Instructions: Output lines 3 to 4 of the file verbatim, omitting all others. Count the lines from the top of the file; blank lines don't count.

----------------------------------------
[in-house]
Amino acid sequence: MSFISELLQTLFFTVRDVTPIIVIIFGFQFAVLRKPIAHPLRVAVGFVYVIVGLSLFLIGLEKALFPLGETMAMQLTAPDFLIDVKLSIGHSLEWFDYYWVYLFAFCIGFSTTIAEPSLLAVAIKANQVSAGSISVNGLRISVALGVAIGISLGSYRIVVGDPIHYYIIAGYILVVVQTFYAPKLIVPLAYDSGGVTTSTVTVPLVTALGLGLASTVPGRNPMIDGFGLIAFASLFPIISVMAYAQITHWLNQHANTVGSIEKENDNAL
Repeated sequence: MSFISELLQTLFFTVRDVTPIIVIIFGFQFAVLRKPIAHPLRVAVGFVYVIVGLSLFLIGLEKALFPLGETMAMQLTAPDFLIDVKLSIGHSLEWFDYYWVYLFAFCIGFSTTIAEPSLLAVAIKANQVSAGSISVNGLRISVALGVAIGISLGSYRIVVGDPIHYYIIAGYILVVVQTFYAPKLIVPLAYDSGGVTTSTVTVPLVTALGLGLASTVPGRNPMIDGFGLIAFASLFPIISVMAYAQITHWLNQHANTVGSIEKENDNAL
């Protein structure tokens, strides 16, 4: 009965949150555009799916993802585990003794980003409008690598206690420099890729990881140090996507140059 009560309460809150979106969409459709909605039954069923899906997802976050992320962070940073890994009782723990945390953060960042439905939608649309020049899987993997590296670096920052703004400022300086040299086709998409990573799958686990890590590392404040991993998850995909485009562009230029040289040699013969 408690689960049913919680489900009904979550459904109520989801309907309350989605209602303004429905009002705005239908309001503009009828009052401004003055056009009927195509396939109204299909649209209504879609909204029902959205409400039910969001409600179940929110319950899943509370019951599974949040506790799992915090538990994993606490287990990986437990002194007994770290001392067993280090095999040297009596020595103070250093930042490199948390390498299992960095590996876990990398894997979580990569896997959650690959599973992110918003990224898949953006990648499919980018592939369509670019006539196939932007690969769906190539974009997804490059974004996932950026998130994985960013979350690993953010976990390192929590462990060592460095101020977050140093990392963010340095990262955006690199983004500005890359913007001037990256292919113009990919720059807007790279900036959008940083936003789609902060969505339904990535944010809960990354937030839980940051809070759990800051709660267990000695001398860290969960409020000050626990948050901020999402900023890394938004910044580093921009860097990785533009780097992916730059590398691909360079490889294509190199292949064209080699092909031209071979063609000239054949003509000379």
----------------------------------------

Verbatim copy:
Repeated sequence: MSFISELLQTLFFTVRDVTPIIVIIFGFQFAVLRKPIAHPLRVAVGFVYVIVGLSLFLIGLEKALFPLGETMAMQLTAPDFLIDVKLSIGHSLEWFDYYWVYLFAFCIGFSTTIAEPSLLAVAIKANQVSAGSISVNGLRISVALGVAIGISLGSYRIVVGDPIHYYIIAGYILVVVQTFYAPKLIVPLAYDSGGVTTSTVTVPLVTALGLGLASTVPGRNPMIDGFGLIAFASLFPIISVMAYAQITHWLNQHANTVGSIEKENDNAL
């Protein structure tokens, strides 16, 4: 009965949150555009799916993802585990003794980003409008690598206690420099890729990881140090996507140059 009560309460809150979106969409459709909605039954069923899906997802976050992320962070940073890994009782723990945390953060960042439905939608649309020049899987993997590296670096920052703004400022300086040299086709998409990573799958686990890590590392404040991993998850995909485009562009230029040289040699013969 408690689960049913919680489900009904979550459904109520989801309907309350989605209602303004429905009002705005239908309001503009009828009052401004003055056009009927195509396939109204299909649209209504879609909204029902959205409400039910969001409600179940929110319950899943509370019951599974949040506790799992915090538990994993606490287990990986437990002194007994770290001392067993280090095999040297009596020595103070250093930042490199948390390498299992960095590996876990990398894997979580990569896997959650690959599973992110918003990224898949953006990648499919980018592939369509670019006539196939932007690969769906190539974009997804490059974004996932950026998130994985960013979350690993953010976990390192929590462990060592460095101020977050140093990392963010340095990262955006690199983004500005890359913007001037990256292919113009990919720059807007790279900036959008940083936003789609902060969505339904990535944010809960990354937030839980940051809070759990800051709660267990000695001398860290969960409020000050626990948050901020999402900023890394938004910044580093921009860097990785533009780097992916730059590398691909360079490889294509190199292949064209080699092909031209071979063609000239054949003509000379």